Richard Louv

Recipient of the Audubon Medal

Author of the National Bestseller Last Child in the Woods

Blog Posts: March 2018


A few years ago, I worked with a national awards program called Leadership for a Changing World. Sponsored by the Ford Foundation, it honored grassroots leaders who were making life better in communities of hardship and possibility. That program continued as an initiative of New York University|Wagner. Often, these inspiring people often did not think of themselves as leaders. Today, they're exactly the kind of leaders we need most. My job was to work with the award-winners on how to best frame and communicate their issues. As part of that work, I put together a list of characteristics of what I considered Leadership Writing. Today, these principles may seem archaic, even naive, but I continue to believe in their effectiveness and practice them. I hope these 15 principles are useful to you. Also, as you read the work of journalists, columnists, bloggers -- or listen to the speeches of politicians -- ask yourself if they exhibit these traits. My favorite leaders do. 

Leadership Writing ....

  1. Paints a picture of a world people will want to go to.
  2. Consists of one third complaint, two-thirds solution.
  3. Builds bridges rather than calling names.
  4. Compares and contrasts in a respectful way.
  5. Kills jargon.
  6. Appeals to higher values shared by the opposition.
  7. Offers contrarian, unexpected points of view.
  8. Undermines stereotypes, reaches beyond the writer's own culture.
  9. Anticipates unintended consequences.
  10. Avoids over-reliance on the “importance” of the issue. (Every issue is “important.”)
  11. Looks for the simplifying model.
  12. Helps people see what they already know but cannot picture.
  13. Uses humor whenever possible.
  14. Serves as an antidote to cultural depression.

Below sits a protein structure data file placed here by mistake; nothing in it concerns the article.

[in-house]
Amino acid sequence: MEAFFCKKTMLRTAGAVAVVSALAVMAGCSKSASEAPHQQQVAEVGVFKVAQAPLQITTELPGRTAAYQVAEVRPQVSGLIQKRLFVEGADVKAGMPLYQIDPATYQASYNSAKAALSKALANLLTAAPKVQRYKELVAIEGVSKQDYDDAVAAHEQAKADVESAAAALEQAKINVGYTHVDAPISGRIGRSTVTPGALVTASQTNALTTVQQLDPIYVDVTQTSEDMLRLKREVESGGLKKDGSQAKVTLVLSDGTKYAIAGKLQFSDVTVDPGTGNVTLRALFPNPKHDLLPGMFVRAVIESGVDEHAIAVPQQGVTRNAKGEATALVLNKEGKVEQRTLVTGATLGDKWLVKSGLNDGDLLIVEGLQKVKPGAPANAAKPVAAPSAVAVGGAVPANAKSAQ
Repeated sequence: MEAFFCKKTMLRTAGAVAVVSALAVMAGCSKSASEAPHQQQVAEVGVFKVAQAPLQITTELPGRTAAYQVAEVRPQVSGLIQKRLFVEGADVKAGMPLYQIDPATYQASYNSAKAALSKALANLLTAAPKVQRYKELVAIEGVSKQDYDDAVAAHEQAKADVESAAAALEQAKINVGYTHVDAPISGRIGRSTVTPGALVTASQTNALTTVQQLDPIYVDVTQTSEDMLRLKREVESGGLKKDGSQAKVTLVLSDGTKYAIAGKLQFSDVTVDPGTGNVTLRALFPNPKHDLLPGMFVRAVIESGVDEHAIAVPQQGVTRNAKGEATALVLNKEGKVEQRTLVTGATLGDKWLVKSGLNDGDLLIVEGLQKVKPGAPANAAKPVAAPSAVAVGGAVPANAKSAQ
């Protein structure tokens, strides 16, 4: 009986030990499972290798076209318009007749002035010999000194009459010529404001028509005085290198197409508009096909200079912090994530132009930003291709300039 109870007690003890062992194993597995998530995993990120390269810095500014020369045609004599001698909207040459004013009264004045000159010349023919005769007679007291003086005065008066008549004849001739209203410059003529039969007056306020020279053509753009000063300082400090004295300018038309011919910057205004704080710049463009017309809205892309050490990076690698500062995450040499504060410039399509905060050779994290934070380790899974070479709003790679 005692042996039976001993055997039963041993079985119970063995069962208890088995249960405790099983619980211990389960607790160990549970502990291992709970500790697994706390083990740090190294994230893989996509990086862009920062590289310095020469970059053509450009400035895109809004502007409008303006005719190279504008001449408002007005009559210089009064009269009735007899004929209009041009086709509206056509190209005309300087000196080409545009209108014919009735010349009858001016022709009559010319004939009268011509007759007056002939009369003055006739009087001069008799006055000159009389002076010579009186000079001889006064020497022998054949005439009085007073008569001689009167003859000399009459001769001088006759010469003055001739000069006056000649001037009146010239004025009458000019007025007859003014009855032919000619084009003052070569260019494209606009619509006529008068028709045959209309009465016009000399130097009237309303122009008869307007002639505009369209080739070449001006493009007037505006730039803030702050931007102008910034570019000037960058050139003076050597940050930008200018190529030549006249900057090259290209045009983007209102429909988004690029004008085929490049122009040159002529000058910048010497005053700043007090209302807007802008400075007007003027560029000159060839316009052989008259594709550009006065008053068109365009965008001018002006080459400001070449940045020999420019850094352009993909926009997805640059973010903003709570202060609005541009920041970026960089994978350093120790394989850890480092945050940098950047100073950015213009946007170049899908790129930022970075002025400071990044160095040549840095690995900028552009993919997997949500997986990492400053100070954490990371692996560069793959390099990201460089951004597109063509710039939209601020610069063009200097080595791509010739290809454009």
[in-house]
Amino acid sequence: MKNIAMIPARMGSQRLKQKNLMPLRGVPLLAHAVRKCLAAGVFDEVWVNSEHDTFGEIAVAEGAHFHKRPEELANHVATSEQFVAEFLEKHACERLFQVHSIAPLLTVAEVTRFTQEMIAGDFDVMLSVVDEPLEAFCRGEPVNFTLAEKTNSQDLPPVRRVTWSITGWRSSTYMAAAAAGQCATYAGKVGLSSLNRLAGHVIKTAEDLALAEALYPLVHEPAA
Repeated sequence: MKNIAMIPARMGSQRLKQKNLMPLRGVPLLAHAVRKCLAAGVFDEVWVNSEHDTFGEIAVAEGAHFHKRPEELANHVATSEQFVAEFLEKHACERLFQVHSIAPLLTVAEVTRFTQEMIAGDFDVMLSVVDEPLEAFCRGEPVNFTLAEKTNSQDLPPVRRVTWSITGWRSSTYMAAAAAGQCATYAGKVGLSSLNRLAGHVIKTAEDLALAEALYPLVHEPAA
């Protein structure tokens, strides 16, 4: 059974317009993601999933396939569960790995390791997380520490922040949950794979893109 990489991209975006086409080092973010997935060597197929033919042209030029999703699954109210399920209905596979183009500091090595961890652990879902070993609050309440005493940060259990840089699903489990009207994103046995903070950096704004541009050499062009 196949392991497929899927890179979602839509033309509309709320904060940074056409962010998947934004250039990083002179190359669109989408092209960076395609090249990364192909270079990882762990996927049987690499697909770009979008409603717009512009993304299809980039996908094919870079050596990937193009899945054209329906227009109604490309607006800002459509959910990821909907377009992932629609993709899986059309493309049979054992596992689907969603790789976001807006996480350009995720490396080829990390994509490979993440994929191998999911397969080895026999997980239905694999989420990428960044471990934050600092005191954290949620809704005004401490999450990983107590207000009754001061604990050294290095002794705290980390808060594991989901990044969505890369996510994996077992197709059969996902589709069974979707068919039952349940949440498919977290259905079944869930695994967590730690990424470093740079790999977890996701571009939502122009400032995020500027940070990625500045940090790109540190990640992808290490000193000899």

15. Offers accurate hope, because there is no practical alternative.
  16.  Read Full Post.


Jack London. Writing. Outdoors.

As mentioned is an earlier post, when working with grassroots leaders some years ago, my job was to help them communicate more effectively with the public -- something they usually did just fine on their own. Still, we all need a boost from time to time. For myself and for them, I gathered a collection of my favorite quotes from writers about writing -- and offered a few thoughts of my own:

“No Music + Bad TV = Bad Mood + No Pages."  — Hunter S. Thompson

“You only want to work on the stuff you're not supposed to be working on. That's how it always is. I'll always be working on five things at once, usually with those documents open at the same time because if I get stuck somewhere I'll jump over to something else. That's how my head has always worked. I don't know if it's 'cause I watched too much TV as a kid or what. It really could be that.”   — Dave Eggers, author of "A Heartbreaking Work of Staggering Genius"

“We are a species that needs and wants to understand who we are. Sheep lice do not seem to share this longing, which is one reason why they write so little.” — 
Anne Lamott, author of “Bird by Bird: Some Instructions on Writing and Life” Read Full Post.